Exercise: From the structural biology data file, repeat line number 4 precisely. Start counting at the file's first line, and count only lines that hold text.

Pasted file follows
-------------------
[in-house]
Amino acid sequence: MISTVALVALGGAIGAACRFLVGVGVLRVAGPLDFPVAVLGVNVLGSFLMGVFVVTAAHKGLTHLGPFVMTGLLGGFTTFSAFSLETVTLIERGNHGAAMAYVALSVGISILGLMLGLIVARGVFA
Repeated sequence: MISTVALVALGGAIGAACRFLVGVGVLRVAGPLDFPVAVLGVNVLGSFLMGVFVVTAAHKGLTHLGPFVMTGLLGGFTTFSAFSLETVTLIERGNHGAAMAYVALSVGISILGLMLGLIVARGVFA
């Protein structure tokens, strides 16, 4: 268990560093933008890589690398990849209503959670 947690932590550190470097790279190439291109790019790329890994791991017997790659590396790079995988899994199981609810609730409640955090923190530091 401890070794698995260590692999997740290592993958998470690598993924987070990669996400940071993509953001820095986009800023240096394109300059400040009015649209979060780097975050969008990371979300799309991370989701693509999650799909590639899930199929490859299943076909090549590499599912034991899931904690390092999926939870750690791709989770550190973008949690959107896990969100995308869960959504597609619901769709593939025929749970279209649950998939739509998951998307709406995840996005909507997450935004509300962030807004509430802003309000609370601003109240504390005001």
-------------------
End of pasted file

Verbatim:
């Protein structure tokens, strides 16, 4: 268990560093933008890589690398990849209503959670 947690932590550190470097790279190439291109790019790329890994791991017997790659590396790079995988899994199981609810609730409640955090923190530091 401890070794698995260590692999997740290592993958998470690598993924987070990669996400940071993509953001820095986009800023240096394109300059400040009015649209979060780097975050969008990371979300799309991370989701693509999650799909590639899930199929490859299943076909090549590499599912034991899931904690390092999926939870750690791709989770550190973008949690959107896990969100995308869960959504597609619901769709593939025929749970279209649950998939739509998951998307709406995840996005909507997450935004509300962030807004509430802003309000609370601003109240504390005001």